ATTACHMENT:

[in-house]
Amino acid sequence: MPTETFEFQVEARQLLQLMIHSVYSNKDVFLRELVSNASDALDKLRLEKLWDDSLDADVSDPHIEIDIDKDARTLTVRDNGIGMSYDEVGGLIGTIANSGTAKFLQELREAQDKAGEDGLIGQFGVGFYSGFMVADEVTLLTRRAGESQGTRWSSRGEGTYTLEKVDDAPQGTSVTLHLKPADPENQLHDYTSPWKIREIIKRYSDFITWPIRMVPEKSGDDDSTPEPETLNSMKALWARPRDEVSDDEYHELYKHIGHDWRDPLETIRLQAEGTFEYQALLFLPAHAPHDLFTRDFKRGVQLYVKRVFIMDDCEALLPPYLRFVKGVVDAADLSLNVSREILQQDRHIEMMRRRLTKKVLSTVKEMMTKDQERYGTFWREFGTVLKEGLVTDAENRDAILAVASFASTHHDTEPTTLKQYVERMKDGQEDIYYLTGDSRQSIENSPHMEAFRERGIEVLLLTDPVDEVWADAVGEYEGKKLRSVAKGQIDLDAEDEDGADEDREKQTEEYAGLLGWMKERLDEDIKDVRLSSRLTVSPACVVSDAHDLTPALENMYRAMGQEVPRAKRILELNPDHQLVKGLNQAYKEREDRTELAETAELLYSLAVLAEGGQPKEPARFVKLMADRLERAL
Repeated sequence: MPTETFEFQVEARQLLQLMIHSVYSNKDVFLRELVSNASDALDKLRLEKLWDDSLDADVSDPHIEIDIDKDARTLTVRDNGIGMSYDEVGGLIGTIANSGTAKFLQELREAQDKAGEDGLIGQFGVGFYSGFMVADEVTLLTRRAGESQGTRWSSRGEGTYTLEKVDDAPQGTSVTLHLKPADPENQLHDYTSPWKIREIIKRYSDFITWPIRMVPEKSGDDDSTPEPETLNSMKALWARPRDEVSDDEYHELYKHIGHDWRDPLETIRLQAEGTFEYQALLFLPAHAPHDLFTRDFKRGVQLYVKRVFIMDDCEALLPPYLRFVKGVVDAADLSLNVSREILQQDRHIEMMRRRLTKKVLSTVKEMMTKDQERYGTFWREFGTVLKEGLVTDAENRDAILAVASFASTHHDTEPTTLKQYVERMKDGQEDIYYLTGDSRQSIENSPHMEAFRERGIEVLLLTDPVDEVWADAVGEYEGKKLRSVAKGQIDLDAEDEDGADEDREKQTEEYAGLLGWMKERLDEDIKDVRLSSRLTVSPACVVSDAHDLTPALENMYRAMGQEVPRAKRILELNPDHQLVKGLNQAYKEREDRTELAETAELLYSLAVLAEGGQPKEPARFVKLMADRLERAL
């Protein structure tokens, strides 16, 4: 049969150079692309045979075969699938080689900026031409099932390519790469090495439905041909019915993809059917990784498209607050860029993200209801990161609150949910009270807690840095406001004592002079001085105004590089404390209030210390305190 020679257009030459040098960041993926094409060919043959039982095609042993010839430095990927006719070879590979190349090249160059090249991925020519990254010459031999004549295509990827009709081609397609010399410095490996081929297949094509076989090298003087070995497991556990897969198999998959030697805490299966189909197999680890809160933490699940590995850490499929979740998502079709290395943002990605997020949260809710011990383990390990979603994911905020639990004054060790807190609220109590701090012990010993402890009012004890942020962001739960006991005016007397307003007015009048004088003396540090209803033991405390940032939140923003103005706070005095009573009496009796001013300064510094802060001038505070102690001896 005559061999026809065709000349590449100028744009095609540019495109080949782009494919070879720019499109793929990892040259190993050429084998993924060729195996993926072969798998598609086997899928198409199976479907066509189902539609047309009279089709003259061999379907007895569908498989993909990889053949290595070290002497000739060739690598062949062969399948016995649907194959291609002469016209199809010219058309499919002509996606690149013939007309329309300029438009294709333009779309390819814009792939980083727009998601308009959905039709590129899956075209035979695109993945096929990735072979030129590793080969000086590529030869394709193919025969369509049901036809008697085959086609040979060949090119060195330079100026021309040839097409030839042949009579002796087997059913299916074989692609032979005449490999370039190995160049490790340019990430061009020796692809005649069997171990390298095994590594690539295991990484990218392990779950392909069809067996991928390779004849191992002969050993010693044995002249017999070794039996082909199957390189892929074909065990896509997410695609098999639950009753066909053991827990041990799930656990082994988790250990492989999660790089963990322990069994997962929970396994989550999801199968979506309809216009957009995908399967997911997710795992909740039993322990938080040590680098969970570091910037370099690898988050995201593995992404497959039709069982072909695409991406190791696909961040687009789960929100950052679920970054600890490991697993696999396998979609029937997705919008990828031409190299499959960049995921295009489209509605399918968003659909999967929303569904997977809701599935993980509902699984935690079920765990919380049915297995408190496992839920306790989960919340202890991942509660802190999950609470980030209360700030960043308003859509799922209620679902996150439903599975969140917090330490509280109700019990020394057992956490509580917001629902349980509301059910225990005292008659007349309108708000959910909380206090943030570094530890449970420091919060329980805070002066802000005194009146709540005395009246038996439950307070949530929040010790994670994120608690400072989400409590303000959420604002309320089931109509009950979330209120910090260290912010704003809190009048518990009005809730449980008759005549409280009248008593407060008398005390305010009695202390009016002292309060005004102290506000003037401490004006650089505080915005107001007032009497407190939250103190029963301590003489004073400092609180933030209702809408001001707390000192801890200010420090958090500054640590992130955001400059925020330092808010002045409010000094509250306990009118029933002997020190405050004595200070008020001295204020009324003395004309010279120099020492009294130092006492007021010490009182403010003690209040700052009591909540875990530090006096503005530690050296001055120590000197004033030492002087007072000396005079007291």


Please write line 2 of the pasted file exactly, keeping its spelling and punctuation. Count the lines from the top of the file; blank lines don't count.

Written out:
Amino acid sequence: MPTETFEFQVEARQLLQLMIHSVYSNKDVFLRELVSNASDALDKLRLEKLWDDSLDADVSDPHIEIDIDKDARTLTVRDNGIGMSYDEVGGLIGTIANSGTAKFLQELREAQDKAGEDGLIGQFGVGFYSGFMVADEVTLLTRRAGESQGTRWSSRGEGTYTLEKVDDAPQGTSVTLHLKPADPENQLHDYTSPWKIREIIKRYSDFITWPIRMVPEKSGDDDSTPEPETLNSMKALWARPRDEVSDDEYHELYKHIGHDWRDPLETIRLQAEGTFEYQALLFLPAHAPHDLFTRDFKRGVQLYVKRVFIMDDCEALLPPYLRFVKGVVDAADLSLNVSREILQQDRHIEMMRRRLTKKVLSTVKEMMTKDQERYGTFWREFGTVLKEGLVTDAENRDAILAVASFASTHHDTEPTTLKQYVERMKDGQEDIYYLTGDSRQSIENSPHMEAFRERGIEVLLLTDPVDEVWADAVGEYEGKKLRSVAKGQIDLDAEDEDGADEDREKQTEEYAGLLGWMKERLDEDIKDVRLSSRLTVSPACVVSDAHDLTPALENMYRAMGQEVPRAKRILELNPDHQLVKGLNQAYKEREDRTELAETAELLYSLAVLAEGGQPKEPARFVKLMADRLERAL